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Over the last century there has been marked expansion and infilling of pinyon (Pinus spp.)–juniper (Juniperus spp.) woodlands into grassland and shrubland ecosystems across the western United States. Although range expansions in pinyon-juniper populations have been documented with changing climate throughout the Holocene, over the last century, local scale impacts such as livestock grazing, changes in fire regimes, and increasing atmospheric CO2 concentrations are thought to be more recent drivers of pinyon-juniper woodland distribution. Our objective was to examine the role of historical livestock grazing relative to past climate in regulating pinyon (Pinus edulis Engelm.) recruitment and growth over the last...
This section reviews new publications available about the art and science of rangeland management. Personal copies of these publications can be obtained by contacting the respective publishers or senior authors (addresses shown in parentheses). Suggestions are welcomed and encouraged for items to include in future issues of Browsing the Literature. Published in Rangelands, volume 31, issue 6, on pages 30 - 32, in 2009.
A 20-year set of cover data on sagebrush semi-desert plant communities responding to wildfire and livestock grazing near Mills in central Utah provided an opportunity to compare the assumptions and adaptability of classical and state-and-transition models for describing secondary succession. Cover data were organized and analyzed by plant species, growth forms, and other ground cover classes. Graphical analysis, ordination (employing semi-strong hybrid multi-dimensional scaling), regression, and analysis-of-variance were used to determine whether the patterns observed were best described as community change (tightly linked species) or individualistic change (each species acting independently). Distinct differences...
The resilience of willow (Salix monticola Bebb, Salix geyeriana Anderss., Salix planifolia Pursh) stems released from intense elk (Cervus elaphus) browsing in Rocky Mountain National Park, Colorado, was quantified in 1998 with a retrospective study that compared biomass, number, and length of segments on willow stems located inside (protected) and outside (browsed) elk exclosures. Segment biomass increased each year after protection by about 3?12 g year?1 on browsed stems and 10?27 g year?1 on protected stems. The number of segments on stems was similar for browsed and protected stems in the first 2 years after exclusion but differed in the next 3 years, when they increased exponentially on protected stems. Nearly...
The phenology of galleta (Hilaria jamesii), shadscale (Atriplex confertifolia), nuttall saltbush (A. nuttallii) and mat saltbush (A. corrugata) was studied to determine the effect of contour furrows on their vigor. Four years following treatment of the areas, the plants within 1 meter of the furrows were larger than control plants at least 3 meters from the treatments. Phenological index scores indicated earlier spring growth for the Atriplex species, and a longer summer and fall growth period for all species near furrows. Seed yields were significantly greater for plants near the furrows, providing a sustained seed source for natural establishment when artificial seedings in the salt desert area fail. Published...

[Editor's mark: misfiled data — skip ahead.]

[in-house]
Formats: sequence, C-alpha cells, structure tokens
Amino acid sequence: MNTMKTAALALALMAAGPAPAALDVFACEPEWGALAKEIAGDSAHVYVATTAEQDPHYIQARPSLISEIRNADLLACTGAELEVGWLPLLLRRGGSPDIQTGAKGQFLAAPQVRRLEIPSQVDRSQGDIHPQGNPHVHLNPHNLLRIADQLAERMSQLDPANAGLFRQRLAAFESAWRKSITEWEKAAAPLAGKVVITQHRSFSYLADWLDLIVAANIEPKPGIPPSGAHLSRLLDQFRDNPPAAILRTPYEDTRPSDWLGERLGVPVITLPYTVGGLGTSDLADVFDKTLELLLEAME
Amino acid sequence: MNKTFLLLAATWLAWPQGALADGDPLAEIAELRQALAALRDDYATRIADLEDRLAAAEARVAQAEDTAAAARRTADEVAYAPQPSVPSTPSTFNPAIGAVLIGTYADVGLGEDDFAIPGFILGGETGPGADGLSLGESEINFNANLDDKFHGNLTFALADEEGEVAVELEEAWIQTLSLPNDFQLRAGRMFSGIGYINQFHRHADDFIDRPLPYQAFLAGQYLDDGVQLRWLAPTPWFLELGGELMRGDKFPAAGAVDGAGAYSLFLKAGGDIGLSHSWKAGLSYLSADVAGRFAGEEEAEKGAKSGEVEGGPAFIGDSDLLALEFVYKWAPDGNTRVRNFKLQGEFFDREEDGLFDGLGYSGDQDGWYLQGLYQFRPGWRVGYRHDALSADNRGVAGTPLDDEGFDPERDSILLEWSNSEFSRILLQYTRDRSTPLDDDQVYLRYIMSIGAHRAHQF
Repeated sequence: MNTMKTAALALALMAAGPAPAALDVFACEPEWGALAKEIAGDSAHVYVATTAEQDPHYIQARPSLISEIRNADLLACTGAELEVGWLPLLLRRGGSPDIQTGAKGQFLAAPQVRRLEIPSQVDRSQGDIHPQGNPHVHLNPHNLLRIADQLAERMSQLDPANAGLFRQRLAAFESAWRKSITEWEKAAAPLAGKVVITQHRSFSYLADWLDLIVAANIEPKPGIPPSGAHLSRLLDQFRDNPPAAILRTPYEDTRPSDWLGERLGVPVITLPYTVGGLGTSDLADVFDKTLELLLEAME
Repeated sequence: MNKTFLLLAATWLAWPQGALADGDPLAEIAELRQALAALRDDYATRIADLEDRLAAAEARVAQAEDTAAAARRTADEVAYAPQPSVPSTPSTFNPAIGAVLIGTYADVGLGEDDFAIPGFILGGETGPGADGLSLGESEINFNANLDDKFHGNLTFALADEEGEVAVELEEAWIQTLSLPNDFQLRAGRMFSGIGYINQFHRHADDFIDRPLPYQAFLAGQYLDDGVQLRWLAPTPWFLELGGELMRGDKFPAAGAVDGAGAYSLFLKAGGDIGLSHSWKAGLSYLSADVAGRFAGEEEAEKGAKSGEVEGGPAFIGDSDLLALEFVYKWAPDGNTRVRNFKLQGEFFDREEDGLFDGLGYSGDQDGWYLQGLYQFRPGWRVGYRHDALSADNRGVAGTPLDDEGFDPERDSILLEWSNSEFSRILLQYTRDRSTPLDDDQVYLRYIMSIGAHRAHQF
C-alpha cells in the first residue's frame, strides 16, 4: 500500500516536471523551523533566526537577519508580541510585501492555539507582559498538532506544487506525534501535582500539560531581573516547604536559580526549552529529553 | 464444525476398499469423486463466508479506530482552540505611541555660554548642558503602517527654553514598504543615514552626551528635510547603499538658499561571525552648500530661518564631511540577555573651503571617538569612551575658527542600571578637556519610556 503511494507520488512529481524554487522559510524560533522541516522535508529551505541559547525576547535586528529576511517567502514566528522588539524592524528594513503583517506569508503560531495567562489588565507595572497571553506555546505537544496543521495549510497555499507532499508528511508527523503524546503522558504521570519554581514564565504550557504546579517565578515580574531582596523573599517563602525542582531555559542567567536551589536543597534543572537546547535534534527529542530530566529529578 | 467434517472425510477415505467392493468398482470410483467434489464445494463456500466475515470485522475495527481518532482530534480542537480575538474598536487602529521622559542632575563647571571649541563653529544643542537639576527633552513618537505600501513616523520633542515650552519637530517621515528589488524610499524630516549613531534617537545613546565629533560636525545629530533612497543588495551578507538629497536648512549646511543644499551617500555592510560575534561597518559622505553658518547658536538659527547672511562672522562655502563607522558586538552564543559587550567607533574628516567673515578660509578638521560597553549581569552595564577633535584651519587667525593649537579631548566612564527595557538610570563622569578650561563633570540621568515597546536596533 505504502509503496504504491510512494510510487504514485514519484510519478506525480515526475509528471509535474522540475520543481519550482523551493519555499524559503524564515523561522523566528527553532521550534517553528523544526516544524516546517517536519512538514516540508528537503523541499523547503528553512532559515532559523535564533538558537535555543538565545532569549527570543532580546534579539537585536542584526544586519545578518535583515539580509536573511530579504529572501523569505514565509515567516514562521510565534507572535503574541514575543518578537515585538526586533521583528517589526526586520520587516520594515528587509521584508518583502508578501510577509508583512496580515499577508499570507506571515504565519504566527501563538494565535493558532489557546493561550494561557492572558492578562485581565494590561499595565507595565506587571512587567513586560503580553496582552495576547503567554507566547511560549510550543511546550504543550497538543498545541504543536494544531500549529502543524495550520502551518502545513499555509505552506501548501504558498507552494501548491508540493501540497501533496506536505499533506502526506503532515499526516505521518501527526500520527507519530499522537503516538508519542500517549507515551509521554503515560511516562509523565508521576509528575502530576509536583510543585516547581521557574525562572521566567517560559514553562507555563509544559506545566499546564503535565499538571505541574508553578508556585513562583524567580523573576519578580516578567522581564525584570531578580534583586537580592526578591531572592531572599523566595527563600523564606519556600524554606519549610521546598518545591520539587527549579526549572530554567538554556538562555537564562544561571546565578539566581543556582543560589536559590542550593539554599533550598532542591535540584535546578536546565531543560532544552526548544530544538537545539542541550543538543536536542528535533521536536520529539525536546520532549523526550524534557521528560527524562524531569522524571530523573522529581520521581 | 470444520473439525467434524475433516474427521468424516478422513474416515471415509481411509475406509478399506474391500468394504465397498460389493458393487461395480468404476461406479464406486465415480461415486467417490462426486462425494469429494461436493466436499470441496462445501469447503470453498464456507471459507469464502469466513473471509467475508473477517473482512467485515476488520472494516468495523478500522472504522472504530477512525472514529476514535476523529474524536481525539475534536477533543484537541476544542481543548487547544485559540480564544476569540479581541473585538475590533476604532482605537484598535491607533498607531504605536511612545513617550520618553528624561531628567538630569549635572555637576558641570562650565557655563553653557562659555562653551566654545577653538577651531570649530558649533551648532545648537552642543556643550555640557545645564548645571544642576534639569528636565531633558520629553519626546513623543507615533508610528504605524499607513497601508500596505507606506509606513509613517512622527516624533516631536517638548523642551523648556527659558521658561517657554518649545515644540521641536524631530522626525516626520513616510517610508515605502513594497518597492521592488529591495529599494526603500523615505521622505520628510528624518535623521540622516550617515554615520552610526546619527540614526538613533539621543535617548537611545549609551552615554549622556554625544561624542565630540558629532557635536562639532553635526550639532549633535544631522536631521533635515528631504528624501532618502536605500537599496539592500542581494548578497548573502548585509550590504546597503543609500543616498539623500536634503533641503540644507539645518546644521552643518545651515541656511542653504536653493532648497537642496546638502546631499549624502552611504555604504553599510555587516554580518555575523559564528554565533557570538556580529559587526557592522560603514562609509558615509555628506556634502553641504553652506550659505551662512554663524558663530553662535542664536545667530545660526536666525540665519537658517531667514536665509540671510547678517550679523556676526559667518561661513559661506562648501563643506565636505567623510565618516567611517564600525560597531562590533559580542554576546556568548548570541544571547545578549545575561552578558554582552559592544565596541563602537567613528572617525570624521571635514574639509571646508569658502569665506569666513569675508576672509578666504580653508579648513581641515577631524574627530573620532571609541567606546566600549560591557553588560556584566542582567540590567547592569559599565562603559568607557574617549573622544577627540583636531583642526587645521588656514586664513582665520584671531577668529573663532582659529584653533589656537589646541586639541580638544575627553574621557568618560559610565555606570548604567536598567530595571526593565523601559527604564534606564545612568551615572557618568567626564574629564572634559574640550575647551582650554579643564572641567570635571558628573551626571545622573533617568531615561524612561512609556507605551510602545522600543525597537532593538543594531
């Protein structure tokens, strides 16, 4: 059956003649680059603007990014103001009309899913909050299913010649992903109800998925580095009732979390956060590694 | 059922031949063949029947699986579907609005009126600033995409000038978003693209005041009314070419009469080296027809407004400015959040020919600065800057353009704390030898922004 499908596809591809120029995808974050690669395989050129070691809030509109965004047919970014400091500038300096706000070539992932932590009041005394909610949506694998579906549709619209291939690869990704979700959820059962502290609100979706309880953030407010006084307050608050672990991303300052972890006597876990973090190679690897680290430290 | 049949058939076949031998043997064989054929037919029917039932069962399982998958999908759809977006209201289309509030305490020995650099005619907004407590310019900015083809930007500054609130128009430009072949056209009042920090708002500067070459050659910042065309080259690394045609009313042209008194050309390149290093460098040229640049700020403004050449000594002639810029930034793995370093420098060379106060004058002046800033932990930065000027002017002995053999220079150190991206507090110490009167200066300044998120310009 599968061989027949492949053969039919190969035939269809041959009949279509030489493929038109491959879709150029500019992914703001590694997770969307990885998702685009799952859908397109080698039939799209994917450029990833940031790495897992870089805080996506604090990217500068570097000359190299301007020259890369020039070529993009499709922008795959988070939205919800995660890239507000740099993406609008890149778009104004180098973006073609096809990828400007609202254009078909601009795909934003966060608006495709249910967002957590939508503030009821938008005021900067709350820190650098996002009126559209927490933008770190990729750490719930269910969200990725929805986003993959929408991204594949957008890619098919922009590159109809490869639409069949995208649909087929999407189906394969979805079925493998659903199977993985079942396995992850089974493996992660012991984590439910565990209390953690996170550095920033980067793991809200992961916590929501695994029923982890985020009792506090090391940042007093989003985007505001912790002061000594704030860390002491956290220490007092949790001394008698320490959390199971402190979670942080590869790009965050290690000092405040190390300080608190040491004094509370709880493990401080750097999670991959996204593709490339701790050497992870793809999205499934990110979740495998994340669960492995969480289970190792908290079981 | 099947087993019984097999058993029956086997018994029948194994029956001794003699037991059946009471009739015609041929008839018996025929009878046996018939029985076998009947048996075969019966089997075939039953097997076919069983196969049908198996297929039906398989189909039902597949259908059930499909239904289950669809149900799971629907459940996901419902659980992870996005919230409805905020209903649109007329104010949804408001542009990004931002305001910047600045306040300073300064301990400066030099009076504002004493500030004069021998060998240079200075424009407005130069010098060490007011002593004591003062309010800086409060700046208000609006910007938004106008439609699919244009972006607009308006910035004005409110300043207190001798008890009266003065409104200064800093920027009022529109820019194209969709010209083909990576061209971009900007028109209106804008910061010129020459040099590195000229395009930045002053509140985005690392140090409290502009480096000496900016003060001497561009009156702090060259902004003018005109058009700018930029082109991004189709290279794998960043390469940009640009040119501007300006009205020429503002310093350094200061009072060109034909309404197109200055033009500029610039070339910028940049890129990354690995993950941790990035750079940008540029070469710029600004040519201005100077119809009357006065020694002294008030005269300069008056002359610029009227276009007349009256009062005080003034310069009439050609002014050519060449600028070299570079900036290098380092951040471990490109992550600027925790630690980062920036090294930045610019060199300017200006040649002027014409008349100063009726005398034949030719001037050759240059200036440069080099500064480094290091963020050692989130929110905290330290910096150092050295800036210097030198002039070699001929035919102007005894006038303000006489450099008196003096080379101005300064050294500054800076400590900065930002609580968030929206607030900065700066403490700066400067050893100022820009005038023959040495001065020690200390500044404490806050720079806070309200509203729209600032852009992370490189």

Off-road military vehicle traffic is a major consideration in the management of military lands. The objective of this study was to determine the impacts of military tracked M1A1 heavy combat tank vehicles on sediment loss from runoff, surface plant cover, and surface microtopography in a desert military training environment. A randomized block design was used which had 10 blocks with 4 plots in each block. Each block had randomly selected treatments that included an untreated control, 1 pass by a M1A1 tank under wet seasonal conditions, 3 passes by a M1A1 tank under wet seasonal conditions, 1 pass by a M1A1 tank under dry seasonal conditions, and 3 passes by a M1A1 tank under dry seasonal conditions. Data were analyzed...
We investigated soil compaction and hydrologic responses from mechanically shredding Utah juniper (Juniperus ostesperma [Torr.] Little) to control fuels in a sagebrush/bunchgrass plant community (Artemisia nova A. Nelson, Artemisia tridentata Nutt. subsp. wyomingensis Beetle & Young/Pseudoroegneria spicata [Pursh] A. L�ve, Poa secunda J. Presl) on a gravelly loam soil with a 15% slope in the Onaqui Mountains of Utah. Rain simulations were applied on 0.5-m2 runoff plots at 64 mm � h?1 (dry run: soil initially dry) and 102 mm � h?1 (wet run: soil initially wet). Runoff and sediment were collected from runoff plots placed in five blocks, each containing four microsites (juniper mound, shrub mound, vegetation-free or...